The final third of the book is fast paced and a ton of fun. As they clash on the pirate island and the final location of the lost city located atop some floating mountains, everything comes to a head. Though the set pieces are great and the action thrilling, the characters are where it really shines and the book never forgets that. Throughout all of it it makes sure to keep a focus on our heroes, with Callis and Shev shining the most. The finale is epic, but fitting for the smaller scale of this story. It definitely feels like there are high stakes, but at the same times feels personal and important to our characters. After flying through this book I'm ready for the next in the series! With how parts of this end as well I'll be interested to see how certain choices are handled going forth.

Callis was the star of City of Secrets, and he continues to be one of our central focuses here. He's definitely the most human out of the pair, with Toll being the older, grizzled vet. He's single minded in his pursuit, and comes across that way in the book. There's nothing wrong with that either, it's needed for the buddy cop dynamic of the series. It would be nice if in a future installment we get to delve a little deeper into the Witch Hunter's psyche though. Shev is the breakout star here, and I could see her having her own spinoff series. She's very unique, and aelf with fairly human sensabilties due to her upbringing, and the treasure hunter vibe is something new to the setting as well. I could really see her going the Ulrika route, with series that intertwines with the ongoing stories of Callis and Toll. Captain Zenthe continues to be awesome, as she was in City of Secrets. She definitely has a pirate's swagger and an aelf's confidence. Her first mate is a nice addition as well, and her interactions with the Kharadron near the end are great. I think if you had asked someone what race they would have wanted to see in an AoS story, Scourge Privateers would have been near the bottom, but Nick has done a fantastic job at making them exciting and most importantly, feel like a part of a functioning society. That's another thing that's handled well here, the setting. Well we don't spend much time amongst civilization, the time we do feel real and believable, and the Taloncoast feels like a swashbuckler's dream. Lastly, the masked man, the villain of the piece, is pitch perfect for this book.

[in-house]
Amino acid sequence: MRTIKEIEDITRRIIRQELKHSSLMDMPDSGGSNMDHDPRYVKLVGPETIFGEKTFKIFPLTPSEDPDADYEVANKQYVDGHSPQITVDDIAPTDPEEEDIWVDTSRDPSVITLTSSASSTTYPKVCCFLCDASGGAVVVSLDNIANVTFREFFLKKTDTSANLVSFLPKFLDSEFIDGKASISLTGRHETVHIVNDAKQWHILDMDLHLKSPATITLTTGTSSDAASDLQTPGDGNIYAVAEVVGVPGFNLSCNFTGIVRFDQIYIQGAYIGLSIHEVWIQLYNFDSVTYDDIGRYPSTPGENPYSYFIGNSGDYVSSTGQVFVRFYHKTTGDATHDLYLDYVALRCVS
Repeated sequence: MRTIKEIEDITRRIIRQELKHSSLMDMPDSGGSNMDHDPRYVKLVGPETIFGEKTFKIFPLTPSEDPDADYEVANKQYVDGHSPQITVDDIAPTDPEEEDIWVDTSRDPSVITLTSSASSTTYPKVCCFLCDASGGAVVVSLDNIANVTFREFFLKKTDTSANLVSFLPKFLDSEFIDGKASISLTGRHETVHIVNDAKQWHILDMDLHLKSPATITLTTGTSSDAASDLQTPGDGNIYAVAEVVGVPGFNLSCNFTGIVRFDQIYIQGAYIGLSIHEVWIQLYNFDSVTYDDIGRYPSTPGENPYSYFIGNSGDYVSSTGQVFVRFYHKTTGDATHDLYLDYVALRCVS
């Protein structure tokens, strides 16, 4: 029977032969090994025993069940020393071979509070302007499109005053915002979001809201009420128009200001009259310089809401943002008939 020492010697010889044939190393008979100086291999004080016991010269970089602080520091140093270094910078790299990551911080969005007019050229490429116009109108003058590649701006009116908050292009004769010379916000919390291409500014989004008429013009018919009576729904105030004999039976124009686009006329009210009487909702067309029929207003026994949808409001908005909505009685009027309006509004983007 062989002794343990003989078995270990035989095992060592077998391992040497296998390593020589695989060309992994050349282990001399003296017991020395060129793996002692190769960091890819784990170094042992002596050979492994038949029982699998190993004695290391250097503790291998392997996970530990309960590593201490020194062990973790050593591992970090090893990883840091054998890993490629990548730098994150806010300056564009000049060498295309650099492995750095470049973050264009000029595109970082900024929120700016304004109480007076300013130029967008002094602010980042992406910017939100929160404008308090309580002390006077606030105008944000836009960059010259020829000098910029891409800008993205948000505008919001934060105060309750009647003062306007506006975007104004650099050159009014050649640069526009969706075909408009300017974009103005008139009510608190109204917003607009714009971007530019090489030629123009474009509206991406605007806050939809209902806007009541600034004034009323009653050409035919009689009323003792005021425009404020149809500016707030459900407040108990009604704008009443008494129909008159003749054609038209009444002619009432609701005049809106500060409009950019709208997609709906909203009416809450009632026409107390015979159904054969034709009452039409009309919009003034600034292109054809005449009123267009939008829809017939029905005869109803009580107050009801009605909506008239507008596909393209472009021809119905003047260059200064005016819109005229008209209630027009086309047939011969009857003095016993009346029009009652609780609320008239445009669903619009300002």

The Silver Shard wraps up a ton of storylines from City of Secrets, which almost feels like an extended prologue to this story now. It delivers a bunch on its own though, with some of the most fun scenes I've read yet. You can get by without having read City of Secrets, but you'll definitely get more out of this story by having read it first. I think these two books would be the perfect introduction for someone unfamiliar with AoS. They have enough going on that are common in action fantasy stories that it will feel familiar to them, but with a unique AoS spin on it. If I had to think of one word to describe this book it would be cinematic. I think this could very easily translate to the screen and would work wonderfully. I can't recommend this book enough. It was so much fun I almost want to read it again already. I'll eagerly be awaiting more stories of Callis and Toll in the future.

Until next time,

Tyler M.